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Doing something unconventional with our own fish it is one thing. Suggesting the same with someone else's fish and possibly causing it harm or death is another: We know we're taking a risk; members do not.

In the last six weeks, Bubbles has had everything thrown at him except the kitchen sink and advice to throw yet more. At some point enough is enough. He is already severely compromised and well-meaning members will compromise him even more. And his poor owner. :( So much conflicting information and misdiagnoses.

If he is going to survive Bubbles' body needs rest and nutritious food. He is getting the latter as frozen is perfect for healing fish. Now he needs the former. The IAL or Rooibos will help calm him and help prevent fungal or bacterial infections.

It is a divided argument whether Ammonia is more dense at the bottom. If there's the slightest possibility it's true, I would do as previously suggested and get him off the bottom. If a breeder box like Animal15 suggested won't fit use a large net with something in the bottom to keep it open. Most pet stores will give you a Betta cup if you don't already have one.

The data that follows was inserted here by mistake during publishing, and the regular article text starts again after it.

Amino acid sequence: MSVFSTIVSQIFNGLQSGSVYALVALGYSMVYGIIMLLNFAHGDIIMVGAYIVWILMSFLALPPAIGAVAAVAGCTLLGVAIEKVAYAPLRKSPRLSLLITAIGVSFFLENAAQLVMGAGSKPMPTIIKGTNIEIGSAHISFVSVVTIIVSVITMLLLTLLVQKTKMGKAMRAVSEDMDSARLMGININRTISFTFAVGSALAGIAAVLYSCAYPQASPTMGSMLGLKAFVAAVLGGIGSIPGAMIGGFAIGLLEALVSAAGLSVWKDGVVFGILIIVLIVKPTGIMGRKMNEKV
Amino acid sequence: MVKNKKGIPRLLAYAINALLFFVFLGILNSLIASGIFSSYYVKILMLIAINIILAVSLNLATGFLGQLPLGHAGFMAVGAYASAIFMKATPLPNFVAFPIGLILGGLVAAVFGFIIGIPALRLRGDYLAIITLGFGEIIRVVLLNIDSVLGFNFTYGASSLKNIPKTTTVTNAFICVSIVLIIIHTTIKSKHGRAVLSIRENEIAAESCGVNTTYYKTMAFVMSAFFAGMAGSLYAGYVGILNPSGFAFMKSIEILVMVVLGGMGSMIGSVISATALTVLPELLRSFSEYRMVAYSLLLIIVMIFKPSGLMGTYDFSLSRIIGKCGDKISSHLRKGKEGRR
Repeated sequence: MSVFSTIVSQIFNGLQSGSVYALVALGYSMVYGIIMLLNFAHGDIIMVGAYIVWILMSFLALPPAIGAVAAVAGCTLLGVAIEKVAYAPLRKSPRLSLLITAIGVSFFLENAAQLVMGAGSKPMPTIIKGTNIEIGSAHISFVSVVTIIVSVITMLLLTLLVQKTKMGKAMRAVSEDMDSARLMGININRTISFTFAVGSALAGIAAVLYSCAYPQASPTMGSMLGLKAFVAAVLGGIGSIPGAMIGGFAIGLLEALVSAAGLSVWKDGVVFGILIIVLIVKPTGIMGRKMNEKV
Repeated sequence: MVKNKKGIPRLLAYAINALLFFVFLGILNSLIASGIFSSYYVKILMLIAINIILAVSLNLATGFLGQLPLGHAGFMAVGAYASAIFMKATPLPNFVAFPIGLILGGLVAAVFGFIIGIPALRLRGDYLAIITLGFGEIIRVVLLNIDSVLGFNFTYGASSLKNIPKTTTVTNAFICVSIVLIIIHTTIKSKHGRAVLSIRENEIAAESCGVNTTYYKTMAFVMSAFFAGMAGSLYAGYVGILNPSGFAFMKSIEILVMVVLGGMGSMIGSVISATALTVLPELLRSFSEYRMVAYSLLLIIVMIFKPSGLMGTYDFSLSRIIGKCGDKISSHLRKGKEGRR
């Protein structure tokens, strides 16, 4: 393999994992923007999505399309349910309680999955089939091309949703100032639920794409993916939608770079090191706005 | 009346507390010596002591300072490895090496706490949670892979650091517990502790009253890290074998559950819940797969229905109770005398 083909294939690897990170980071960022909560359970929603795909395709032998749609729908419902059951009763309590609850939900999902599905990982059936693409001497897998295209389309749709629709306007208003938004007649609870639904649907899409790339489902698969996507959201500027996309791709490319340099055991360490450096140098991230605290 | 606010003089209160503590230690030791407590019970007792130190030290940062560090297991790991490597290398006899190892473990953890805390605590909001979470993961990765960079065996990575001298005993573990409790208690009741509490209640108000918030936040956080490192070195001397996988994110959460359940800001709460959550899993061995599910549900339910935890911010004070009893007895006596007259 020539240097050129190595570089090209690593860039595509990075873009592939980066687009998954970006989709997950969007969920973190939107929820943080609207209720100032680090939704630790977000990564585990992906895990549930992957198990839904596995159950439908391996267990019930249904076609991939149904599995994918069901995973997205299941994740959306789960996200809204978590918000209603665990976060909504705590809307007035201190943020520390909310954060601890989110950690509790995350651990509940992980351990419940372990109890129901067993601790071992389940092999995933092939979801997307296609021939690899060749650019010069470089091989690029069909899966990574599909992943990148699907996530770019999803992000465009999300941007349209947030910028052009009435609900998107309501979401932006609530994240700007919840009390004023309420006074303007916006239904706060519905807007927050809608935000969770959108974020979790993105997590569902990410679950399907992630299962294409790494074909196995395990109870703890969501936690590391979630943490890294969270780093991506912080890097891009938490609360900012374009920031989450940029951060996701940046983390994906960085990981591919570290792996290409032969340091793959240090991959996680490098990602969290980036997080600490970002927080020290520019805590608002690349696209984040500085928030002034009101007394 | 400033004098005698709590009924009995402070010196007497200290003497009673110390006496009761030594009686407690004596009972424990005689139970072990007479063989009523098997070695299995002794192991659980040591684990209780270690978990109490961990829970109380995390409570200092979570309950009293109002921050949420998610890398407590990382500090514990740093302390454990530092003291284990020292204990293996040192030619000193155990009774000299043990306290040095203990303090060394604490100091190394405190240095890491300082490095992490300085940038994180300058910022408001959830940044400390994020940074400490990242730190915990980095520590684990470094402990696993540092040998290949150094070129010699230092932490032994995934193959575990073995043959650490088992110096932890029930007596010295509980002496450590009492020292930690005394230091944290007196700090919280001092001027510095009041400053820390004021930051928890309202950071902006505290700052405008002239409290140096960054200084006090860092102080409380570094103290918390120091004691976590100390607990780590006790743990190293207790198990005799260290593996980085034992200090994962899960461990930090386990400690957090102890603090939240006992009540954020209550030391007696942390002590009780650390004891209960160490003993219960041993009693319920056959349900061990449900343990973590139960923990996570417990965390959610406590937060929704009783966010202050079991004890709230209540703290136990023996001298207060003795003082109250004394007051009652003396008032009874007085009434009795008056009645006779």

You doing you're best but keep in mind there are some bacteria that are med-resistant. As long as Bubbles is willing to eat I would keep him going. But if he stops eating you will have a difficult decision to make.

I would never try anything that could cause death to my own fish or Bubbles knowingly.

As stated before I was a beginner 6 years ago I used the dose I did.
The bettas I recently had did not get sick often and passed away from old age.

I honestly did not know 1 tsp per gallon could kill a betta and only mentioned it because it was what I had learned years ago and it saved countless of my bettas in the past.

Knowing what I do now I would not use this dose again.

I hope you all understand my intentions were good.

I want Bubbles to be cured like everyone else but medications can kill a fish also, even at proper dosages sometimes so they are not gentle treatments.